Current commentaries about deep dyspareunia and the genito-urinary syndrome of menopause
Clinical Obstetrics Gynecology and Reproductive Medicine
The authors carried out an evaluation of the genito-urinary syndrome of menopause, which is defined as a set of signs and symptoms associated with the reduction of estrogen and other sex steroids involving changes in labia maiora and minora, clitoris, vaginal vestibule, urethra and bladder, which create discomfort and are not better explained by another diagnosis. The syndrome may include, but not be limited to, genital symptoms of dryness, burning and irritation, sexual symptoms of lack of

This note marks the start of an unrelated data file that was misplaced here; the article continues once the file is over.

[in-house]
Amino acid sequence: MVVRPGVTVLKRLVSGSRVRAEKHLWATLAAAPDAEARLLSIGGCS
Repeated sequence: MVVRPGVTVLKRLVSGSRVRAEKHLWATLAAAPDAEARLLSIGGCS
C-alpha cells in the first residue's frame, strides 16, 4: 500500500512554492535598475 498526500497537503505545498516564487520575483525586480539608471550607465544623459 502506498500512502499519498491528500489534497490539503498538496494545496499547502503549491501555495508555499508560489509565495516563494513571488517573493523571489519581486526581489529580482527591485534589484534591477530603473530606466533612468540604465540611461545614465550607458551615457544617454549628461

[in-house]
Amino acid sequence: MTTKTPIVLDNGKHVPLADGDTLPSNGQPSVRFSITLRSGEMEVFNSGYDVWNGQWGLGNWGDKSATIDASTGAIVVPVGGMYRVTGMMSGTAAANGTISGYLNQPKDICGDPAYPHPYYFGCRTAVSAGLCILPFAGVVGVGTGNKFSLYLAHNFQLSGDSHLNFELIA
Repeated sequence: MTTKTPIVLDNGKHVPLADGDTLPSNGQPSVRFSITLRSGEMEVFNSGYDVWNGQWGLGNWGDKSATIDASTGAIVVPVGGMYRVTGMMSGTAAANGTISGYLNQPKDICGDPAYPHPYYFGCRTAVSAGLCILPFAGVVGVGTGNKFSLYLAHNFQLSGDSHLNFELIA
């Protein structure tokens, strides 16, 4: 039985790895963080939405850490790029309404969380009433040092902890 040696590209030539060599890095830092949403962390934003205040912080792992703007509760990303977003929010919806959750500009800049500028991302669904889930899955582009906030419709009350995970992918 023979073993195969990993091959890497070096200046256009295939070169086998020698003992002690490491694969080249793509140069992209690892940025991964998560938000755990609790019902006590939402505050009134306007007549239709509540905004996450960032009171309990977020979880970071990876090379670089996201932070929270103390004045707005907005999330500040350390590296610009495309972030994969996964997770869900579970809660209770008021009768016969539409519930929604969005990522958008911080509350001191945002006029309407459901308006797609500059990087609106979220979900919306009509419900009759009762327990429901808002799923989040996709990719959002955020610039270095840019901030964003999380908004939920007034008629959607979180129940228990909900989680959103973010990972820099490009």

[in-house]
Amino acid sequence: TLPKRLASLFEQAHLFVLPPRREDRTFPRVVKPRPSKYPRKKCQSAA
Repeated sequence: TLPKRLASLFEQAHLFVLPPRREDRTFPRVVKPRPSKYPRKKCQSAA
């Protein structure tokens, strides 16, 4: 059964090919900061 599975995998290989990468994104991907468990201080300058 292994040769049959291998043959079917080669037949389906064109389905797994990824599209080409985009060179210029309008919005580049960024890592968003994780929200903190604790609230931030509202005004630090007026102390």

... toms of lack of lubrication, discomfort or pain, and impaired functions, and may be associated with urinary symptoms of urgency, dysuria and recurrent urinary infections. Affected women may have some or all these signs and symptoms; however, specifically regarding deep dyspareunia, a discomfort caused by pain felt in the vaginal fundus during sexual relations, a better explanation is the relative short vagina syndrome. This syndrome is related to incompatibility of penis size with the size of the extended vagina or to an organic cause such as loss of vaginal elasticity due to atrophy caused by the lack of sex steroids, with consequent vaginal shortening and reduced capacity of vaginal distention. Accepting this explanation facilitates the approach to this symptom and permits gynecologists to treat affected women in an appropriate manner. The treatment of this type of discomfort requires changes in sexual practices during the climacteric and menopause, together with hormone replacement, as recommended by professionals who are aware of the two syndromes.